In the past 20 years, financial planners and their clients have ridden a stock market roller coaster.

The benchmark S&P 500 index soared from 440 in 1994 to 1,527 in 2000, down to 777 in 2002, up to 1,565 in 2007, down to 677 in 2009 and well past 1,800 this year. What lessons have advisors learned from wave after wave of bull and bear markets?


“I’ve learned that there’s a difference between acting as a personal financial planner and acting as an asset manager,” says Vicki Brackens, who heads a financial services firm in Syracuse, N.Y., that’s affiliated with Lincoln Financial Advisors. “As a planner, there’s more focus on helping clients meet their particular goals, at a specified time. When a client’s child will be enrolling in college, for example, the financial plan must hit a particular date. You need to build in a safety net.”

Although Brackens says she has become more conservative in the last 20 years, she quickly adds that she’s not running away from equities. Instead, she has become much more cautious about overallocating to any one type of investment.

“We check our funds to see that their holdings aren’t overlapping,” Brackens says. “We diversify into many asset classes; we rebalance clients’ asset allocations regularly; we include products that offer protection; and we pay a great deal of attention to tax consequences.” These tactics are meant to reduce risk, so they might be deemed a moderate rather than an aggressive approach to portfolio design.


Brackens has become especially risk-averse when it comes to what clients’ holdings will be as they leave employment. “The first five years of retirement are critical,” she says. “We want to make sure that clients have enough cash flow to meet their basic needs, and we want to reduce the risk that a bear market early in retirement will jeopardize that cash flow if they live beyond their life expectancy.”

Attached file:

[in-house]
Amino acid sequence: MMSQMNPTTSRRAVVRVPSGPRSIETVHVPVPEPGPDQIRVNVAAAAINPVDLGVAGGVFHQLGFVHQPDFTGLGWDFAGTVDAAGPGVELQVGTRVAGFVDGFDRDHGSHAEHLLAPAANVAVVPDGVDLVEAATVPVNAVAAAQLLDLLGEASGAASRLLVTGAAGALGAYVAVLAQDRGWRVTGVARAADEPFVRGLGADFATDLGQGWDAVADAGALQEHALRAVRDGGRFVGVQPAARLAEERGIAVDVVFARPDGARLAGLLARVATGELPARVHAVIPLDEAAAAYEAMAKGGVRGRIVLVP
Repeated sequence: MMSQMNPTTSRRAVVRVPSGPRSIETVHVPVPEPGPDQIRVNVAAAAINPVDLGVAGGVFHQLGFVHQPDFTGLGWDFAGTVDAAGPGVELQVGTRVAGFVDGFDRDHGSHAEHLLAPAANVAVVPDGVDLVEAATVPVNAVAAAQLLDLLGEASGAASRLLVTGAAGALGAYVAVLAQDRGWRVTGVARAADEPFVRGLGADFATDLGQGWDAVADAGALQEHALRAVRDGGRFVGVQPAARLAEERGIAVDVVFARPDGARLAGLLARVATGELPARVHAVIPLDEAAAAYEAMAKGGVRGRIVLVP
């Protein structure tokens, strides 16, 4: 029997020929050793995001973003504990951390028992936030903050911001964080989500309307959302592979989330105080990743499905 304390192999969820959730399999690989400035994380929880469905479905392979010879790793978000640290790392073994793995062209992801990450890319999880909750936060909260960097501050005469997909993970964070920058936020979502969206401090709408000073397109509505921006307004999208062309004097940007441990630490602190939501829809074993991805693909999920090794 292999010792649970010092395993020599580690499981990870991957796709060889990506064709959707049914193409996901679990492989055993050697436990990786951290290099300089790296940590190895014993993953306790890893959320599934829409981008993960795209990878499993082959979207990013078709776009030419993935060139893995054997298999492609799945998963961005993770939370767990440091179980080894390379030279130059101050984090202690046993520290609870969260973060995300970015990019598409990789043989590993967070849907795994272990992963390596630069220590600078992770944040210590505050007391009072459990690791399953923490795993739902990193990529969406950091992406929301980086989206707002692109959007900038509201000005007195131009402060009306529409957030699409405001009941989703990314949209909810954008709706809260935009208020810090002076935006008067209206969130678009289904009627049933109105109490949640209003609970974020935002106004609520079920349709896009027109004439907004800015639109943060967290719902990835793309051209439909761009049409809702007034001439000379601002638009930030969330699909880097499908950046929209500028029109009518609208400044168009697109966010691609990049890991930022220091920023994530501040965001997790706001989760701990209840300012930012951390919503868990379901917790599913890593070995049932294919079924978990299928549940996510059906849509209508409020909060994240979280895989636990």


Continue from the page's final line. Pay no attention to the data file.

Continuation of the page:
For risk reduction, Brackens now tends to cut back a bit on market-driven instruments for retirees and place more emphasis on products with guarantees. This can give clients the courage to stick with equities, even in down markets, so they’ll be in a position to benefit if stocks produce excellent long-term returns, as they have in the past. “We want to be sure clients have enough cash set aside in the early years of retirement,” she says, “and we might include some types of annuities.”

In particular, Brackens points to split annuities as a means of generating the necessary cash flow. The term refers to a strategy in which a client invests a sum of dollars that will be split between an immediate annuity, for a number of years, and a deferred annuity. Hypothetically, the investor’s outlay might be split approximately 40-60 between a 10-year immediate annuity and a deferred annuity. The immediate annuity might generate annual cash flow around, say, 5% a year over those 10 years, partially a tax-free return of principal, while the deferred annuity grows to around the amount of the client’s investment, untaxed. If desired, the client can then enter into another similar arrangement.

“The key,” Brackens says, “is to take a hard look at what a client’s cash flow needs will be in retirement, then develop a portfolio attuned to that person’s needs and life goals.”

Donald Jay Korn is a Financial Planning contributing writer in New York. He also writes regularly for On Wall Street.

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